Or one might reasonably suggest that other terminology would be better. Fair enough, but this is the case any time we utilize theoretical language, and it cannot be used as an excuse to avoid the first question altogether. If there’s better vocabulary to use, that’s great, but in order to be able to make that claim, one must first actually do the work of understanding the terms as they function within CRT. Substituting your own preferred definitions or citing your confusion about the variance between CRT’s usage and your preferred definitions won’t do the trick.
My vocation as a Christian theologian makes me especially sympathetic to the use of technical vocabulary, and I want to discuss this with reference to the central mystery of the Christian faith: the Holy Trinity.
The Scriptures are full of language about the Father, the Son, and the Holy Spirit, but, particularly within the context of the monotheism Christianity inherited from Second Temple Judaism, making sense of this language proved to be a challenge. Yes, “in the beginning was the Word…and the Word was God” (John 1:1-3), but we’re also told that Christ is “the firstborn of all creation” (Col. 1:15). In order to resolve tensions and ambiguities, the bishops gathered at Nicaea in 325 had to shift to a theoretical register, adopting the term homoousios as a technical term to affirm the unity between the Father and the Son.
Nicaea’s use of homoousios was able to resolve the Arian controversy: Jesus is just as much “God” as the Father is “God,” but it was adopted in the face of some protestation: folks were worried that it lent itself to modalism (a fair concern, since the term had been utilized by the modalists to obscure the distinction between Father and Son). Similarly, at a subsequent stage of development, the Church settled on the term hypostasis to name whatever it is that there are three of in God. And they did this despite the fact that, before this, hypostasis had been a synonym for ousia. In fact, the Creed of Nicaea (from 325), anathematizes those who would say that the Son is of a different hypostasis from the Father.
The point of all of this is to insist that when we shift to a technical register (and sometimes we must, because technical problems require technical solutions), we must be careful to grasp what meaning is intended by a term’s use. In 325 someone who said that the Son was a different hypostasis than the Father would be an Arian heretic. After the Cappadocian fathers and the Council of Constantinople, someone who denied it would be a modalist.
And, of course, language can always be refined. Recognizing the ambiguities of Nicaea’s language of homoousios, what Lewis Ayres and Michel Barnes have called “pro-Nicene” theology adopted the framework of inseparable operations in order to uphold Nicaea’s commitments in a framework less prone to ambiguity. But while Pro-Nicene theology seeks to improve upon the terminology, it does not do so by repudiating Nicaea. In fact, when we recite the Nicene-Constantinopolitan Creed in the liturgy, we confess that the Father and Son are homoousios without any reference to inseparable operations.
To return to our presenting issue of CRT, it may be that in view of the terminological ambiguities better language could or should be found, but if that’s the case, it needs to happen by carrying the conversation forward, rather than just insisting that it’s a bad conversation, because that’s the way knowledge gets advanced.
Finally, I want to advert to what I think is the real threat in all of this. Clearly there are folks who perceive CRT to be a threat, else the attempts to ban it would not be underway. As I mentioned, there are Christian circles where CRT is viewed as a particular threat to the gospel. At this point, you’ll not be surprised to learn that I don’t think this is the case. CRT is a set of tools, which I believe can be helpful in describing, analyzing, and addressing social dynamics, though I certainly don’t suggest that anyone ought to uncritically adopt any such tool wholesale: they all have assets and liabilities.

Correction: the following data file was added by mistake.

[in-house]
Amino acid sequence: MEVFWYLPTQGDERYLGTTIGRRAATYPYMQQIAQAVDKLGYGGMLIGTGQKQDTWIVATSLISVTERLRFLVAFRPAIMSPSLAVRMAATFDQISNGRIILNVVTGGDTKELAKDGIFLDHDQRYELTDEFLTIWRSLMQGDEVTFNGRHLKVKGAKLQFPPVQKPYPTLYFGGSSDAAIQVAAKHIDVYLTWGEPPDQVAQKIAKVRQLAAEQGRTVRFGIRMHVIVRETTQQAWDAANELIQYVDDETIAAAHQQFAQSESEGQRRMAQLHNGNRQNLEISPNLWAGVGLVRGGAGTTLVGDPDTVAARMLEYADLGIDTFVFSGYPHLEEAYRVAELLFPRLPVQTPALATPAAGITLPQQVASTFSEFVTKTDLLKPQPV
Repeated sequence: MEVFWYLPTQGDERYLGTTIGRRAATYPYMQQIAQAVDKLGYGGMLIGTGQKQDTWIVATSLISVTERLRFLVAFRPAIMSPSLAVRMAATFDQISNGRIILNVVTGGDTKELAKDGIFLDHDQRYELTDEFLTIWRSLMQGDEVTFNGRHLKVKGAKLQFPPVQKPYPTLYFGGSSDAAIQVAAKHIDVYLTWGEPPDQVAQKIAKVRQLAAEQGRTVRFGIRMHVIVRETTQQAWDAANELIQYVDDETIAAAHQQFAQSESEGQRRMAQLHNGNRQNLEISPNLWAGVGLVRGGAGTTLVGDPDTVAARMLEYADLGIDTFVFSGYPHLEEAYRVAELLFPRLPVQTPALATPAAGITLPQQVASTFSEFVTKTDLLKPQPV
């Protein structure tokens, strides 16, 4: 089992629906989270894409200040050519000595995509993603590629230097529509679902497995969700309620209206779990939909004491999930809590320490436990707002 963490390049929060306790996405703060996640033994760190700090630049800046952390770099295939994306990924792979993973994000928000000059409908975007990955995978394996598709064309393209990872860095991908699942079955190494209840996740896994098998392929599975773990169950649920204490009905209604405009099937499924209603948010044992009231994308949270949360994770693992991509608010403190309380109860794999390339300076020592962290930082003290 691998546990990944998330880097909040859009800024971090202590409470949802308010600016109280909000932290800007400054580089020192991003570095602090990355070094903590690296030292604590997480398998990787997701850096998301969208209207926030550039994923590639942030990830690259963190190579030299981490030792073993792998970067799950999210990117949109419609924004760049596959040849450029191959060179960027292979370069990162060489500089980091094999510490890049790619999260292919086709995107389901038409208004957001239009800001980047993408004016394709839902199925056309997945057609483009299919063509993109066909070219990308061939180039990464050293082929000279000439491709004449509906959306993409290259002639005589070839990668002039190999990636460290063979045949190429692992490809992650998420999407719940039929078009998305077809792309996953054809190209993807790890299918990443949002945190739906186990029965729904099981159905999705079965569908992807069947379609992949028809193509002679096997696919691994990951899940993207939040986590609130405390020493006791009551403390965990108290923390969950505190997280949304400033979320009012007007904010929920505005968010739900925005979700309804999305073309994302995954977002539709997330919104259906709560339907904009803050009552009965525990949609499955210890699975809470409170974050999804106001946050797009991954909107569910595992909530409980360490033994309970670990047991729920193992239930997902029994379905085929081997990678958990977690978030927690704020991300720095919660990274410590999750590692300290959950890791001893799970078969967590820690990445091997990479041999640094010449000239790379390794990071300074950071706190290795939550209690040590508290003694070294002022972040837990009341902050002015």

I think, though, that the real threat that Christian churches face is ongoing complicity with white supremacy. This is a threat in at least two ways. First, because we shall all finally be judged by God, who in the Scriptures declares himself to be the God of the oppressed, who will judge between sheep and goat on the basis of what we’ve done to the “least of these” (i.e., society’s marginalized), and who suggests that some very pious folks will be surprised by this judgment’s outcome (“Lord, Lord…”).
Second, because to the extent that we position ourselves against the cause of racial justice, particularly as our own historical complicity in structures of oppression becomes evident, we will continue to hemorrhage credibility. This lost us Malcom X and James Baldwin and many others since and still now.
To address this history of complicity, I redesigned my course, Catholic Theology: Foundations around a thesis that the foundations of Catholic theology provide a resource for anti-racist conviction and action. Guided by M. Shawn Copeland, we surveyed the major theological loci with an eye towards themes of liberation from oppression from white supremacy (and its intersections with other structures of oppression). I’m writing this essay just after submitting grades, so it’s fresh on my mind.
For their final project, students surveyed these loci and argued for their own position about whether the Catholic tradition was up for the task of anti-racist work. Most students gave some version of a yes (whether out of conviction or because they assumed this is what their professor wanted to read, I can never tell). One student, though, took a different view, arguing, in the best essay of the lot, that, while Jesus himself is a profound source of anti-racism, the Catholic Church, because of its past and so much of its present, cannot be.
This conclusion haunts me. I hope she’s wrong. When I survey the landscape of fear and misunderstanding surrounding CRT, I fear she’s not. It’s my intention to work towards a Church where the answer to that question need not be in doubt.
Whatever our ultimate conclusions about CRT, we owe it to ourselves, and to young people like this student, and to our Lord, who by proclaiming himself as the truth, enjoins us to follow the truth, wherever it goes and however uncomfortable it makes us, at least to do the work of understanding it before we align ourselves against it.
Eugene R. Schlesinger, Ph.D. is lecturer in the Department of Religious Studies at Santa Clara University and editor of Covenant.